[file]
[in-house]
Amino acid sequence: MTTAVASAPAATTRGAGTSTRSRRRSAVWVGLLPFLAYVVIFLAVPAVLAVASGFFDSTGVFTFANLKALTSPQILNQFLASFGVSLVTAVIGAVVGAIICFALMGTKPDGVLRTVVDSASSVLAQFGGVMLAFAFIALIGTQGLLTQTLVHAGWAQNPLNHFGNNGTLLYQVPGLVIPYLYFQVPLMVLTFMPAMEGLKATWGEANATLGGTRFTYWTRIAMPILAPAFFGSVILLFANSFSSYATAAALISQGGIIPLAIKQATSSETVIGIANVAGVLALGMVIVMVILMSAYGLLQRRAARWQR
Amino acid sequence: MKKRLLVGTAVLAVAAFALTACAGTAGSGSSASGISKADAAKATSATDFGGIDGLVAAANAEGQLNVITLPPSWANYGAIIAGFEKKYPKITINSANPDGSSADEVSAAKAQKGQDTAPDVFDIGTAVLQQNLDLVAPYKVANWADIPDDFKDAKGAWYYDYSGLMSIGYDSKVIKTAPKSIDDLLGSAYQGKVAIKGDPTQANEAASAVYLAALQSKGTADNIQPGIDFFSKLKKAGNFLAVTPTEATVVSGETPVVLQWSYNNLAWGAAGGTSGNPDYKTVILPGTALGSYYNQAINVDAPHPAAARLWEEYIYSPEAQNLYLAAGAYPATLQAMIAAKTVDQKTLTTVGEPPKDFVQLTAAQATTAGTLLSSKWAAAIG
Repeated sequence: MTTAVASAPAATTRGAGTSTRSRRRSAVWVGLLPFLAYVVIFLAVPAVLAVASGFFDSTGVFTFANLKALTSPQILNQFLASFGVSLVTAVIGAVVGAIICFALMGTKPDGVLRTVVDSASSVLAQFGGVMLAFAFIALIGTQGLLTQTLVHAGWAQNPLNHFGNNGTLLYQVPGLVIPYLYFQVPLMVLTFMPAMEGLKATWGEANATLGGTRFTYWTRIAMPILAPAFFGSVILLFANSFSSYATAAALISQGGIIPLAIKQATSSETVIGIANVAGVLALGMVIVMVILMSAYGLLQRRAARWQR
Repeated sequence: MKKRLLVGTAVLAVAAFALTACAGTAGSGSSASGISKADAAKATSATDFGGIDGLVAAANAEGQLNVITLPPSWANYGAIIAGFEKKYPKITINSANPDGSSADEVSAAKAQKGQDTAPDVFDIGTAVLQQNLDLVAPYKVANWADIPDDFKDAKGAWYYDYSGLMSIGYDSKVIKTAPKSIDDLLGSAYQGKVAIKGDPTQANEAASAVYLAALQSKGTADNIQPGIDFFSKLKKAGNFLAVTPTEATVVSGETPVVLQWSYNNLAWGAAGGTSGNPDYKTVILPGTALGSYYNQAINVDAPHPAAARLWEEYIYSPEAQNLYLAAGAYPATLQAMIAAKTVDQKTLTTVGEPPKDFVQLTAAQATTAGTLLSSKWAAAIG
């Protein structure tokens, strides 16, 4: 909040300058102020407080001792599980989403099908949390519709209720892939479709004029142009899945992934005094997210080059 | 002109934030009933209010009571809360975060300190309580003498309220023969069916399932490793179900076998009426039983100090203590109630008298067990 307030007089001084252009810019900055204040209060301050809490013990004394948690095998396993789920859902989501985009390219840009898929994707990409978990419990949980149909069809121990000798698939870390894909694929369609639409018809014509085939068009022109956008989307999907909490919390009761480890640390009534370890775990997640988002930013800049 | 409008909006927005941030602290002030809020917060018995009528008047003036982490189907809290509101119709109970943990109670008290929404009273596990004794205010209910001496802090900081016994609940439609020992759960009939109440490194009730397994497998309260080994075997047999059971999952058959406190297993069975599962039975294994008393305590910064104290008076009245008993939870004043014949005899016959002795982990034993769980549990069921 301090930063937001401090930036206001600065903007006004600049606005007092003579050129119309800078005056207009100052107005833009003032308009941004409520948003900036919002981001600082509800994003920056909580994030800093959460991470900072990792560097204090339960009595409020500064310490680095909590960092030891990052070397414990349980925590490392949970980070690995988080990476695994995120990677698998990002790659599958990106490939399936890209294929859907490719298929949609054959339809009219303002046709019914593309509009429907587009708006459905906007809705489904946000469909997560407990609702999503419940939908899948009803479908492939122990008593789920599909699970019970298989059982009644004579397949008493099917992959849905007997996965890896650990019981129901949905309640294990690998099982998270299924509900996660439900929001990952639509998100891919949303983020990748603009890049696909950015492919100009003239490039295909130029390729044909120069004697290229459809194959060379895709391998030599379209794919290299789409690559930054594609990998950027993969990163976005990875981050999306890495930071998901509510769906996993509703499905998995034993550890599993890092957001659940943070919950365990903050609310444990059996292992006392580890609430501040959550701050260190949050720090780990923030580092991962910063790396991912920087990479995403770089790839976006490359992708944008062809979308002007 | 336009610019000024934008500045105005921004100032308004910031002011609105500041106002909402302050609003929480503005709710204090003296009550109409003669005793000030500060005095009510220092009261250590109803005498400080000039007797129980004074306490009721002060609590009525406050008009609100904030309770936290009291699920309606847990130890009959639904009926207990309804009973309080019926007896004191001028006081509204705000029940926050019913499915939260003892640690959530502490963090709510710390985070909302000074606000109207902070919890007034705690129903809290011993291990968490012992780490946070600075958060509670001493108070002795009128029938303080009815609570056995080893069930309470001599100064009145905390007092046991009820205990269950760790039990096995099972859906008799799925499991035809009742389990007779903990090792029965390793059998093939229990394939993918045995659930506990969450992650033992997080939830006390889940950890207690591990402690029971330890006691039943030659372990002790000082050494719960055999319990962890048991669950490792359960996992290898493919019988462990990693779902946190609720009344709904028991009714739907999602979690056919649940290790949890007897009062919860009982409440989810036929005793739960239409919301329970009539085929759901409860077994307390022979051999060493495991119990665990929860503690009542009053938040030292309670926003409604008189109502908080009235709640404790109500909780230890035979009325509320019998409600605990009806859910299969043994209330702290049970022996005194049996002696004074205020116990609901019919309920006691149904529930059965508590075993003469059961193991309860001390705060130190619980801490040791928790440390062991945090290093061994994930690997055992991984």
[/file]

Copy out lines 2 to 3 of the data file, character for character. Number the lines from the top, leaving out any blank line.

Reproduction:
Amino acid sequence: MTTAVASAPAATTRGAGTSTRSRRRSAVWVGLLPFLAYVVIFLAVPAVLAVASGFFDSTGVFTFANLKALTSPQILNQFLASFGVSLVTAVIGAVVGAIICFALMGTKPDGVLRTVVDSASSVLAQFGGVMLAFAFIALIGTQGLLTQTLVHAGWAQNPLNHFGNNGTLLYQVPGLVIPYLYFQVPLMVLTFMPAMEGLKATWGEANATLGGTRFTYWTRIAMPILAPAFFGSVILLFANSFSSYATAAALISQGGIIPLAIKQATSSETVIGIANVAGVLALGMVIVMVILMSAYGLLQRRAARWQR
Amino acid sequence: MKKRLLVGTAVLAVAAFALTACAGTAGSGSSASGISKADAAKATSATDFGGIDGLVAAANAEGQLNVITLPPSWANYGAIIAGFEKKYPKITINSANPDGSSADEVSAAKAQKGQDTAPDVFDIGTAVLQQNLDLVAPYKVANWADIPDDFKDAKGAWYYDYSGLMSIGYDSKVIKTAPKSIDDLLGSAYQGKVAIKGDPTQANEAASAVYLAALQSKGTADNIQPGIDFFSKLKKAGNFLAVTPTEATVVSGETPVVLQWSYNNLAWGAAGGTSGNPDYKTVILPGTALGSYYNQAINVDAPHPAAARLWEEYIYSPEAQNLYLAAGAYPATLQAMIAAKTVDQKTLTTVGEPPKDFVQLTAAQATTAGTLLSSKWAAAIG